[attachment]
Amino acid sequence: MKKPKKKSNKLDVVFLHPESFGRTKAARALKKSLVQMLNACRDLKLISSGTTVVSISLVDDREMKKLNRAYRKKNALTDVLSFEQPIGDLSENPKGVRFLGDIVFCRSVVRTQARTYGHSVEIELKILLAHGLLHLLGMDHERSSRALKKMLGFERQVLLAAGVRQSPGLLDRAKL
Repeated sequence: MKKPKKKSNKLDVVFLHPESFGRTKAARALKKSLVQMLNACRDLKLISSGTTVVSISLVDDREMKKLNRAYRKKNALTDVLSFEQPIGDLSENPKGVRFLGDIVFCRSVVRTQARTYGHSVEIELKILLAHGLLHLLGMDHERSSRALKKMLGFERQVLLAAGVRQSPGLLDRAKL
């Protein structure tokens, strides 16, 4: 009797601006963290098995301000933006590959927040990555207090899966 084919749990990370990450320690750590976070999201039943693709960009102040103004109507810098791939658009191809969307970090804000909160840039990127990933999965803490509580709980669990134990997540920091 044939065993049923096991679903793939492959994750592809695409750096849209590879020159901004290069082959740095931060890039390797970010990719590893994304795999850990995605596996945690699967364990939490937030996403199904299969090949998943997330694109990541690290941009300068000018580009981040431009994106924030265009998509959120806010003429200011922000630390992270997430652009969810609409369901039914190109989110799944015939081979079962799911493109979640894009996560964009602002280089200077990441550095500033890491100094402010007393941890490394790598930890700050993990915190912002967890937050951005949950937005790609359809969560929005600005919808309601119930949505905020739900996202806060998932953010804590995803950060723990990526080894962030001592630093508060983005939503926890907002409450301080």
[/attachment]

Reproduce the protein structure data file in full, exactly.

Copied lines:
Amino acid sequence: MKKPKKKSNKLDVVFLHPESFGRTKAARALKKSLVQMLNACRDLKLISSGTTVVSISLVDDREMKKLNRAYRKKNALTDVLSFEQPIGDLSENPKGVRFLGDIVFCRSVVRTQARTYGHSVEIELKILLAHGLLHLLGMDHERSSRALKKMLGFERQVLLAAGVRQSPGLLDRAKL
Repeated sequence: MKKPKKKSNKLDVVFLHPESFGRTKAARALKKSLVQMLNACRDLKLISSGTTVVSISLVDDREMKKLNRAYRKKNALTDVLSFEQPIGDLSENPKGVRFLGDIVFCRSVVRTQARTYGHSVEIELKILLAHGLLHLLGMDHERSSRALKKMLGFERQVLLAAGVRQSPGLLDRAKL
């Protein structure tokens, strides 16, 4: 009797601006963290098995301000933006590959927040990555207090899966 084919749990990370990450320690750590976070999201039943693709960009102040103004109507810098791939658009191809969307970090804000909160840039990127990933999965803490509580709980669990134990997540920091 044939065993049923096991679903793939492959994750592809695409750096849209590879020159901004290069082959740095931060890039390797970010990719590893994304795999850990995605596996945690699967364990939490937030996403199904299969090949998943997330694109990541690290941009300068000018580009981040431009994106924030265009998509959120806010003429200011922000630390992270997430652009969810609409369901039914190109989110799944015939081979079962799911493109979640894009996560964009602002280089200077990441550095500033890491100094402010007393941890490394790598930890700050993990915190912002967890937050951005949950937005790609359809969560929005600005919808309601119930949505905020739900996202806060998932953010804590995803950060723990990526080894962030001592630093508060983005939503926890907002409450301080």